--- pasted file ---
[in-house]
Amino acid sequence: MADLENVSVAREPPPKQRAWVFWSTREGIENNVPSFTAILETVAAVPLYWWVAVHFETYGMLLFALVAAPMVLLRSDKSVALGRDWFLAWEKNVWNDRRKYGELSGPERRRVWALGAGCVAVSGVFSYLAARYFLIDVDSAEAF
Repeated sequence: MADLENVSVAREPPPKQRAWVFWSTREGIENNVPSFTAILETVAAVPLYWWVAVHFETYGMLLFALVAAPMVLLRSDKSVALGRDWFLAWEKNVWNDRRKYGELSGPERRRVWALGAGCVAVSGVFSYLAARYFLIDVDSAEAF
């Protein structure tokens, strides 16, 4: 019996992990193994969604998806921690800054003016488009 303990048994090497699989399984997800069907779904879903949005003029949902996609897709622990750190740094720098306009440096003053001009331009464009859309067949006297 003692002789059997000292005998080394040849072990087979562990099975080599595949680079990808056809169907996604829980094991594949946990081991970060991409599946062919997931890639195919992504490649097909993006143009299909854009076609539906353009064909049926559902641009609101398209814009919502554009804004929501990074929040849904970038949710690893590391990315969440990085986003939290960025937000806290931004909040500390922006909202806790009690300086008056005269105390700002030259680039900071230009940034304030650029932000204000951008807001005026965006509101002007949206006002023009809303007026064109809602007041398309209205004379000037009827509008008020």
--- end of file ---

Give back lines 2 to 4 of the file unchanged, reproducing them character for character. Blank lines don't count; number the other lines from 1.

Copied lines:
Amino acid sequence: MADLENVSVAREPPPKQRAWVFWSTREGIENNVPSFTAILETVAAVPLYWWVAVHFETYGMLLFALVAAPMVLLRSDKSVALGRDWFLAWEKNVWNDRRKYGELSGPERRRVWALGAGCVAVSGVFSYLAARYFLIDVDSAEAF
Repeated sequence: MADLENVSVAREPPPKQRAWVFWSTREGIENNVPSFTAILETVAAVPLYWWVAVHFETYGMLLFALVAAPMVLLRSDKSVALGRDWFLAWEKNVWNDRRKYGELSGPERRRVWALGAGCVAVSGVFSYLAARYFLIDVDSAEAF
């Protein structure tokens, strides 16, 4: 019996992990193994969604998806921690800054003016488009 303990048994090497699989399984997800069907779904879903949005003029949902996609897709622990750190740094720098306009440096003053001009331009464009859309067949006297 003692002789059997000292005998080394040849072990087979562990099975080599595949680079990808056809169907996604829980094991594949946990081991970060991409599946062919997931890639195919992504490649097909993006143009299909854009076609539906353009064909049926559902641009609101398209814009919502554009804004929501990074929040849904970038949710690893590391990315969440990085986003939290960025937000806290931004909040500390922006909202806790009690300086008056005269105390700002030259680039900071230009940034304030650029932000204000951008807001005026965006509101002007949206006002023009809303007026064109809602007041398309209205004379000037009827509008008020």